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For Immediate Release
July 8, 2013

Senate has Confirmed 198 Obama Judicial Nominees to Lower Courts

Prepared Floor Statement of Senator Chuck Grassley of Iowa
Ranking Member, Senate Judiciary Committee
On the Nomination of
Gregory Alan Phillips to be United States Circuit Judge for the Tenth Circuit
Monday, July 8, 2013

Mr. President,

I support the nomination of Gregory Alan Phillips, to be United States Circuit Judge for the Tenth Circuit.  This is the 27th judicial confirmation this year.  With today’s confirmation, the Senate will have confirmed 198 lower court nominees; we have defeated two.  That’s 198-2.  That is an outstanding record.  That’s a success rate of 99 percent.

And we have been doing that at a fast pace.  During the last Congress we confirmed more judges than any Congress since the 103rd Congress, which was 1993-94. 

This year, the beginning of President Obama’s second term, we have already confirmed more judges than were confirmed in the entire first year of President Bush’s second term.     Let me emphasize that again - we’ve already confirmed more nominees this year than we did during the entirety of 2005, the first year of President Bush’s second term.

After today, only four Article III judges remain on the Executive Calendar – three district nominees and one circuit nominee.  Yet, somehow Senate Democrats cite this as evidence of obstructionism.

Compare that to the calendar of June 2004, when 30 judicial nominations were on the Calendar – 10 circuit and 20 district.  I don’t recall any Senate Democrats complaining about how many nominations were piling up on the calendar. 
Nor do I remember protestations from my colleagues on the other side that judicial nominees were moving too slowly.  Some of those nominees had been reported out more than a year earlier and most were pending for months.  And some of them never got an up or down vote. 
The bottom line is that the Senate is processing the President’s nominees exceptionally fairly.  President Obama certainly is being treated more fairly in the beginning of his second term than Senate Democrats treated President Bush in 2005.  It is not clear to me how allowing more votes so far this year than President Bush got in an entire year amounts to “unprecedented delays and obstruction.”   Yet, that is the complaint we hear over and over from the other side.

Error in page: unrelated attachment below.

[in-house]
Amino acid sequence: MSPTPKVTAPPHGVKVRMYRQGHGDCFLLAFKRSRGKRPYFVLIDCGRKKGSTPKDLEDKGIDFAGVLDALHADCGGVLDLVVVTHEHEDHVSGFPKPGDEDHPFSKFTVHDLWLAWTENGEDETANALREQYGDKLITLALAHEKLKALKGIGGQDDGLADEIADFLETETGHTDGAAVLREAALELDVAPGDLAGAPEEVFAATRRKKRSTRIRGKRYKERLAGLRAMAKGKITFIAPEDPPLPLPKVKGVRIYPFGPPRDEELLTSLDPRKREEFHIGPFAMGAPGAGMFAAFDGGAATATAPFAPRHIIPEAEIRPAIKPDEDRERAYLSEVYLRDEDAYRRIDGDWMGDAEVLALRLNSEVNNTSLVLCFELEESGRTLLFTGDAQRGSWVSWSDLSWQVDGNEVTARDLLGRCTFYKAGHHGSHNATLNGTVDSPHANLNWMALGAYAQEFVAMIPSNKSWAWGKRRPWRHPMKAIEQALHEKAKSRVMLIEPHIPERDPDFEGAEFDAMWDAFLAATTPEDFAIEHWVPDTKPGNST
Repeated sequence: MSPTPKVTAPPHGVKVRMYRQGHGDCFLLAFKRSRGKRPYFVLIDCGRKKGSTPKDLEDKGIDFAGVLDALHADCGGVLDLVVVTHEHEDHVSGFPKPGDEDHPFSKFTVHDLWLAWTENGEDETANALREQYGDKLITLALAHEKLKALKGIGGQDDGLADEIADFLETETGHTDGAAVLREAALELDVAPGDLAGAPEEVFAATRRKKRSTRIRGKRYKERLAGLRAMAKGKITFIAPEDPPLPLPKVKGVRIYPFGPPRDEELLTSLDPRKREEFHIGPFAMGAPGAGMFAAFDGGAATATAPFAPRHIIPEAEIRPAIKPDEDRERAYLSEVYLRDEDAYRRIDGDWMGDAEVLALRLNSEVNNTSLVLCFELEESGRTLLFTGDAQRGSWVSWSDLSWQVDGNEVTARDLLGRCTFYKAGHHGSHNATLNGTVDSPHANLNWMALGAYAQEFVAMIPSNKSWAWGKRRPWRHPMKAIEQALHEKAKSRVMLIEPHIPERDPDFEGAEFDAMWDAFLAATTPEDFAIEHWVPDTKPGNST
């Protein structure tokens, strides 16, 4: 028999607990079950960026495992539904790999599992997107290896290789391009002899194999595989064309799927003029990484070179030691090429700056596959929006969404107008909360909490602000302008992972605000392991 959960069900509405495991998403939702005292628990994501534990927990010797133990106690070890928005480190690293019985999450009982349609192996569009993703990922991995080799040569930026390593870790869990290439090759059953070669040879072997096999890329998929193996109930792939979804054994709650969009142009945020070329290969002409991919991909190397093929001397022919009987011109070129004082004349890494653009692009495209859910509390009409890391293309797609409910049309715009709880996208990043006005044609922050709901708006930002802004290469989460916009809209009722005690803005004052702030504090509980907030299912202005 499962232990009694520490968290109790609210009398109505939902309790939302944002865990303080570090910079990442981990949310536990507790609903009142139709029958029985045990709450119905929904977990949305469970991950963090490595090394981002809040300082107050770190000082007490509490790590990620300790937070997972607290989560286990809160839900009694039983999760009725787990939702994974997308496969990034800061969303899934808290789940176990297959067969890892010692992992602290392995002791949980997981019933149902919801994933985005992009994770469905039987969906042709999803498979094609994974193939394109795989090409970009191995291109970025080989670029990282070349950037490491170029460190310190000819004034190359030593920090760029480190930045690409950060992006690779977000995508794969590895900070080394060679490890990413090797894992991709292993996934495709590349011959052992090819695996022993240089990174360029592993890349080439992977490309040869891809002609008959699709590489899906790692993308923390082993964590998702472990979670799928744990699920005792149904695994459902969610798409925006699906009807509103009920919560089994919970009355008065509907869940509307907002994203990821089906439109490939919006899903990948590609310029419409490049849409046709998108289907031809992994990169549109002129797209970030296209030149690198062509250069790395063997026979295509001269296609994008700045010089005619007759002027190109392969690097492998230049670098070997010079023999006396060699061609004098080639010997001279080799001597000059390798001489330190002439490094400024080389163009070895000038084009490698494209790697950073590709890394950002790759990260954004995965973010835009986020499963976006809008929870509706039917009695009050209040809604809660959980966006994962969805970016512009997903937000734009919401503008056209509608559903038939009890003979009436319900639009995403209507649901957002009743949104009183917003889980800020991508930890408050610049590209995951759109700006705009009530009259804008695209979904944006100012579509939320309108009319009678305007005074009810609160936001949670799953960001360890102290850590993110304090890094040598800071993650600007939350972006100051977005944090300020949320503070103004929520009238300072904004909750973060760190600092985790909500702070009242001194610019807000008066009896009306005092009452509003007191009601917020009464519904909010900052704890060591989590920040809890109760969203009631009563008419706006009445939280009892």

Mr. President, after today’s votes there will be 84 vacancies in the federal judiciary.  But 53 of those spots are without a nominee. How is it Republicans’ fault that the President has not sent 53 nominees to the committee?  Obviously, common sense ought to tell you that we can’t act on nominees who are not presented to the Senate.
So I just wanted to set the record straight—again—before we vote on this nomination.  Mr. Phillips received his B.S. in 1983 and his J.D. in 1987, both from the University of Wyoming. Upon graduation, he served as a law clerk from 1987 to 1989 to the Honorable Alan B. Johnson, United States District Judge for the District of Wyoming. After completion of his clerkship, he worked in private practice in the town Evanston. There he practiced a wide variety of civil law, including personal injury, wills and estates, real property, contracts, worker’s compensation, employment, domestic relations, and bankruptcy.  For a few months during this time, Mr. Phillips served as a part-time deputy county attorney, mostly prosecuting misdemeanor crimes until a new county attorney could be elected.
In 1998, Mr. Phillips and Matthew H. Mead (presently serving as Governor of Wyoming) opened a law practice in Cheyenne, focusing on Medicaid, insurance, banking, and federal tort claims law.  Mr. Phillips served as a special attorney general during this period, handling a Medicaid third-party and estate reimbursement for Wyoming.
Mr. Phillips joined the U.S. Attorney’s office in 2003 as an Assistant United States Attorney, where he first worked on both civil and criminal issues before shifting to exclusively criminal work.    In 2011, Mr. Phillips was appointed by Governor Mead to be Attorney General of the State of Wyoming. As Attorney General, he manages five law divisions, overseeing arguments before the Wyoming Supreme Court and the Tenth Circuit Court of Appeals.